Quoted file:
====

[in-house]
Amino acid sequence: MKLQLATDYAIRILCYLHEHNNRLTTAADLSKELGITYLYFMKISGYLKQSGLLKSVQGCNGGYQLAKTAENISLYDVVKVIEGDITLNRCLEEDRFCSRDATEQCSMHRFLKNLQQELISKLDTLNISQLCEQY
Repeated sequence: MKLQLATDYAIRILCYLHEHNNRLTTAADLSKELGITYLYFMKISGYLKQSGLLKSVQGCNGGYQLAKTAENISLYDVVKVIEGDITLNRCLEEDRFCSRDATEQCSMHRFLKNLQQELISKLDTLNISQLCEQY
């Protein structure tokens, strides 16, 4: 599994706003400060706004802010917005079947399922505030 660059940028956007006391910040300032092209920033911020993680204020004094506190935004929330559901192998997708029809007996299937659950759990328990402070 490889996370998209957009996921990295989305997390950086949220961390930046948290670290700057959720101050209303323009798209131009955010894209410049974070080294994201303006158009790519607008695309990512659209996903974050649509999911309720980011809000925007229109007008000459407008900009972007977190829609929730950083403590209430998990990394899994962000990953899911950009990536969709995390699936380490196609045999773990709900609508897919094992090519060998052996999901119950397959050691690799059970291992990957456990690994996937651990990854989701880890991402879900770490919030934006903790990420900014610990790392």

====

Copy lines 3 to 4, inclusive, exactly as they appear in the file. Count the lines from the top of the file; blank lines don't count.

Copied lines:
Repeated sequence: MKLQLATDYAIRILCYLHEHNNRLTTAADLSKELGITYLYFMKISGYLKQSGLLKSVQGCNGGYQLAKTAENISLYDVVKVIEGDITLNRCLEEDRFCSRDATEQCSMHRFLKNLQQELISKLDTLNISQLCEQY
């Protein structure tokens, strides 16, 4: 599994706003400060706004802010917005079947399922505030 660059940028956007006391910040300032092209920033911020993680204020004094506190935004929330559901192998997708029809007996299937659950759990328990402070 490889996370998209957009996921990295989305997390950086949220961390930046948290670290700057959720101050209303323009798209131009955010894209410049974070080294994201303006158009790519607008695309990512659209996903974050649509999911309720980011809000925007229109007008000459407008900009972007977190829609929730950083403590209430998990990394899994962000990953899911950009990536969709995390699936380490196609045999773990709900609508897919094992090519060998052996999901119950397959050691690799059970291992990957456990690994996937651990990854989701880890991402879900770490919030934006903790990420900014610990790392």